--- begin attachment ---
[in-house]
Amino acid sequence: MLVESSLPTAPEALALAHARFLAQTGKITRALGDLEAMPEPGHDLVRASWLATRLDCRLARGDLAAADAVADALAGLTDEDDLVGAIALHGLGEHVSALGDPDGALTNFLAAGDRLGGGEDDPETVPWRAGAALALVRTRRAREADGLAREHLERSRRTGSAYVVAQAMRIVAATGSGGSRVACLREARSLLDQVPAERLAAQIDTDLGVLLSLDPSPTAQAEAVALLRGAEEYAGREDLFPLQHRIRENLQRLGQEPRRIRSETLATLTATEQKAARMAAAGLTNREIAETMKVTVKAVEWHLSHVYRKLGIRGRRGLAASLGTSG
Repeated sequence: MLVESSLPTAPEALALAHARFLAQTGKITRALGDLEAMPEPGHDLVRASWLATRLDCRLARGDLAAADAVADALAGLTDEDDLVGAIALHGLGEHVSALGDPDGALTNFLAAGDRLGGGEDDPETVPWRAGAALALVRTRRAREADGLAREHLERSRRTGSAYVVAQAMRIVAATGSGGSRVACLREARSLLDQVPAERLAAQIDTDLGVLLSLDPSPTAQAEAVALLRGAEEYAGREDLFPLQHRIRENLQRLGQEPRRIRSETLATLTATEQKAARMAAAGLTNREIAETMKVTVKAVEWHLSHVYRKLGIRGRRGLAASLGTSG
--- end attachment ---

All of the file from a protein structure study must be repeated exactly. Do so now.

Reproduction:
[in-house]
Amino acid sequence: MLVESSLPTAPEALALAHARFLAQTGKITRALGDLEAMPEPGHDLVRASWLATRLDCRLARGDLAAADAVADALAGLTDEDDLVGAIALHGLGEHVSALGDPDGALTNFLAAGDRLGGGEDDPETVPWRAGAALALVRTRRAREADGLAREHLERSRRTGSAYVVAQAMRIVAATGSGGSRVACLREARSLLDQVPAERLAAQIDTDLGVLLSLDPSPTAQAEAVALLRGAEEYAGREDLFPLQHRIRENLQRLGQEPRRIRSETLATLTATEQKAARMAAAGLTNREIAETMKVTVKAVEWHLSHVYRKLGIRGRRGLAASLGTSG
Repeated sequence: MLVESSLPTAPEALALAHARFLAQTGKITRALGDLEAMPEPGHDLVRASWLATRLDCRLARGDLAAADAVADALAGLTDEDDLVGAIALHGLGEHVSALGDPDGALTNFLAAGDRLGGGEDDPETVPWRAGAALALVRTRRAREADGLAREHLERSRRTGSAYVVAQAMRIVAATGSGGSRVACLREARSLLDQVPAERLAAQIDTDLGVLLSLDPSPTAQAEAVALLRGAEEYAGREDLFPLQHRIRENLQRLGQEPRRIRSETLATLTATEQKAARMAAAGLTNREIAETMKVTVKAVEWHLSHVYRKLGIRGRRGLAASLGTSG